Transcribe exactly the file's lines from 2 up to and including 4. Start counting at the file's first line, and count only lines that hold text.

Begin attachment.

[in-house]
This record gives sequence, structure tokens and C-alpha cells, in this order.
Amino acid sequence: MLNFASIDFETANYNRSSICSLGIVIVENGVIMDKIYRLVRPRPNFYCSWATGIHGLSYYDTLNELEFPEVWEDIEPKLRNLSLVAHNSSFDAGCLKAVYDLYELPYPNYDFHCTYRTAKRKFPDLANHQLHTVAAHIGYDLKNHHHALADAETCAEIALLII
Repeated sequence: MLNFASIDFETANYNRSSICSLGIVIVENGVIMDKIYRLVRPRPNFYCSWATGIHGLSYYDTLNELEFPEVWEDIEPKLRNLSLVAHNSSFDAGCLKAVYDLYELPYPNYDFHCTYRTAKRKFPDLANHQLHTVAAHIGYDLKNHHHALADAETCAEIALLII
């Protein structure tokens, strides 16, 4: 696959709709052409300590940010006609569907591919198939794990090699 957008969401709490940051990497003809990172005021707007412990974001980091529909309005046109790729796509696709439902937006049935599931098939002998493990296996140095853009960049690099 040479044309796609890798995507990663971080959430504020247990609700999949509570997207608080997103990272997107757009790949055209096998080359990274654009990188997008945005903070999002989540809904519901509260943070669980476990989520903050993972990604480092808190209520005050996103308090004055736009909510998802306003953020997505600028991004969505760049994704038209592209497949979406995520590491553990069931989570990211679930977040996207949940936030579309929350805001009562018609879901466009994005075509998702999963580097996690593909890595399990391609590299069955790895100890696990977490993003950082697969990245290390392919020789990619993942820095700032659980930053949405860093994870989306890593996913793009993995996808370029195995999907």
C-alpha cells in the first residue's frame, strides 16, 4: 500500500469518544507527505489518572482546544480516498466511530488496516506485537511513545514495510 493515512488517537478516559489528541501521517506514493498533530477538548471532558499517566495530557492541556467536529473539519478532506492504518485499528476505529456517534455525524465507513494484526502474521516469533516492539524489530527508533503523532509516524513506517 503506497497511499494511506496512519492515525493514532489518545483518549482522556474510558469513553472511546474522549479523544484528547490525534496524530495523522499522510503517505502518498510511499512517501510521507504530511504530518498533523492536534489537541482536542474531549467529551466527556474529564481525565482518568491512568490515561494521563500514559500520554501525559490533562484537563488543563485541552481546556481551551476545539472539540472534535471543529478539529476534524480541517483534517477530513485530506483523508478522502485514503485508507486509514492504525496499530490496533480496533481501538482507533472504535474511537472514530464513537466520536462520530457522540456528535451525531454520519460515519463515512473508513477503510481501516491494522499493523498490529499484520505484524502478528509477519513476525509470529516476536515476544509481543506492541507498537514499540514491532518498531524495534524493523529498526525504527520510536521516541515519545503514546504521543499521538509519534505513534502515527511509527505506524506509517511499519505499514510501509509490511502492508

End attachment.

This record gives sequence, structure tokens and C-alpha cells, in this order.
Amino acid sequence: MLNFASIDFETANYNRSSICSLGIVIVENGVIMDKIYRLVRPRPNFYCSWATGIHGLSYYDTLNELEFPEVWEDIEPKLRNLSLVAHNSSFDAGCLKAVYDLYELPYPNYDFHCTYRTAKRKFPDLANHQLHTVAAHIGYDLKNHHHALADAETCAEIALLII
Repeated sequence: MLNFASIDFETANYNRSSICSLGIVIVENGVIMDKIYRLVRPRPNFYCSWATGIHGLSYYDTLNELEFPEVWEDIEPKLRNLSLVAHNSSFDAGCLKAVYDLYELPYPNYDFHCTYRTAKRKFPDLANHQLHTVAAHIGYDLKNHHHALADAETCAEIALLII